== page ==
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HSN Advances QR Codes To TV—And Then Learns Why They Are So Frustrating

Written by Evan Schuman
October 12th, 2011

HSN last Friday (Oct. 7) took the next logical step with mobile-friendly QR codes by placing them in a corner on the television screen, giving high-definition TV viewers the chance to learn more about the products being shown. In addition, HSN cleverly tried to avoid the QR snafus that other retailers—such as Macy’s—have fallen into by using its on-air hosts to teach visitors how to use the codes.

But the limited four-day experiment also demonstrated the many QR drawbacks that retailers have to struggle with. A reporter for Forbes, for example, tried making a purchase during the event through a QR code and found that her couch was 10 feet away from the screen but that she had to get up to scan the code from five feet away. People who successfully navigated the QR code got to an ordinary Web site page. No discount, no special reward. And how long would the code be displayed?

Then there’s the learning curve. HSN only had the codes up for four days, meaning that by the time the word got out widely, the images were gone. And when we say “gone,” we mean “gone.” The explanation of QR on the homepage is gone and a site search for “QR” yielded nothing. One question in the “frequently asked questions” discussed QR codes in general, and then told readers that “to obtain a QR code reader, visit your smartphone’s app store to download a QR code reading application.” This assumes the reader knows how to do that. It goes on to say that, only “If you are unable to locate a QR code reader” should customers “visit Scanlife.com from your mobile browser.”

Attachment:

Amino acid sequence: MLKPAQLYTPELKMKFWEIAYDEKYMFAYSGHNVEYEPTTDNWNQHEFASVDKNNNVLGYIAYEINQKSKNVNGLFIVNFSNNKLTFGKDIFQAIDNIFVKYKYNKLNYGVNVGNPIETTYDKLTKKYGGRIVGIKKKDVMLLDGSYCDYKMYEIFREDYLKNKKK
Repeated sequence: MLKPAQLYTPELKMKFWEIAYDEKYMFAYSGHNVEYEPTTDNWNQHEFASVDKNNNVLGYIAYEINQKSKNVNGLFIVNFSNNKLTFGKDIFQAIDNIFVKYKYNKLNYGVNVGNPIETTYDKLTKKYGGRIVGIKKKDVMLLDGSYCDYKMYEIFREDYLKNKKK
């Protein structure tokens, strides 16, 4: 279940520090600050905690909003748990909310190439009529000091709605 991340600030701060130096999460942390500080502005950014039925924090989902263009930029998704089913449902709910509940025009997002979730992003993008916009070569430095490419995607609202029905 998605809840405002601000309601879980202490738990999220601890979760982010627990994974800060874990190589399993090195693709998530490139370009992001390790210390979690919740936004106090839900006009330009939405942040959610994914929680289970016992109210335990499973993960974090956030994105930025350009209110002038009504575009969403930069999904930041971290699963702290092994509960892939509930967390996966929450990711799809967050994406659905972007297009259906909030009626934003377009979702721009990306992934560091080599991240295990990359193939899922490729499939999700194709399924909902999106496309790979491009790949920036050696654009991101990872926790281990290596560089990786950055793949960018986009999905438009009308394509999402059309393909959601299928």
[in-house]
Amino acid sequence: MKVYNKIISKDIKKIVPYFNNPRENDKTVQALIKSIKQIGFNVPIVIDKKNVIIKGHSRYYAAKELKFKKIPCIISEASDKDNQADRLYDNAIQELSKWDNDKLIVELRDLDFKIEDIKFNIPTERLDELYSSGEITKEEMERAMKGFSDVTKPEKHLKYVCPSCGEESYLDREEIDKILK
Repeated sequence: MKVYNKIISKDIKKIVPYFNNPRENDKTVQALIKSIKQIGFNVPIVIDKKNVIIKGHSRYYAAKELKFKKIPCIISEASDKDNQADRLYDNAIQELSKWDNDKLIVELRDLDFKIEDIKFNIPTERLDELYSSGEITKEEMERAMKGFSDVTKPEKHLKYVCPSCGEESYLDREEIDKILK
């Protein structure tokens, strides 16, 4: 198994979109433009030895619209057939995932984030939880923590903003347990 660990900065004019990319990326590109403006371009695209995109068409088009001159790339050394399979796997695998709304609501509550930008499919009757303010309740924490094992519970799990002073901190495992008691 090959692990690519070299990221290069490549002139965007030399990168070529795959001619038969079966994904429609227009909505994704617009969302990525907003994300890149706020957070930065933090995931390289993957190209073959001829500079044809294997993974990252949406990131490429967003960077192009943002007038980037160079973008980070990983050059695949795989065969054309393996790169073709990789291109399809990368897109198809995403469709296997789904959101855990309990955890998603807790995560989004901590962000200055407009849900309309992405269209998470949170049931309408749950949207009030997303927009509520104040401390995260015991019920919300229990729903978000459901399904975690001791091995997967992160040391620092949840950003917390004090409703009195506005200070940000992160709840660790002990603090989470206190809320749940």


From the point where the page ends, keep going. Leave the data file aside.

But how many customers would think to search a FAQ? A call to the HSN customer service helpdesk delivered a call center staffer who said she had no idea what a QR code was. After some explanation, she transferred the call to the HSN.com customer service group. That person also didn’t know what a QR code was, but after two holds for a supervisor briefing, she said that customers should type “mobile”—not “QR”—in the site’s search engine. That brought customers to a mobile stage, which had one small text link for “About QR Codes.” (And, yes, the “About QR Codes” doesn’t go to a page that describes QR codes, even though such a page exists at HSN.com. That link takes users to a page for Scanlife, a QR code vendor, where they can download Scanlife’s QR reader app.)

The irony is that consumers are supposed to type in “mobile,” when there’s not much reason for them to know to do that. More to the point, a QR code really shouldn’t be on a chain’s mobile site, unless it expects consumers to have two smartphones—one for each hand. The first smartphone would have to display the QR code and the second smartphone would need to look at it and then scan and interpret it. Therefore, the page where HSN’s mobile sites are discussed would seem an odd choice for a QR link.

This confusion is understandable and explains much of why consumers—even young consumers—can’t seem to figure out QR codes. All of those issues notwithstanding, QR codes have huge potential.


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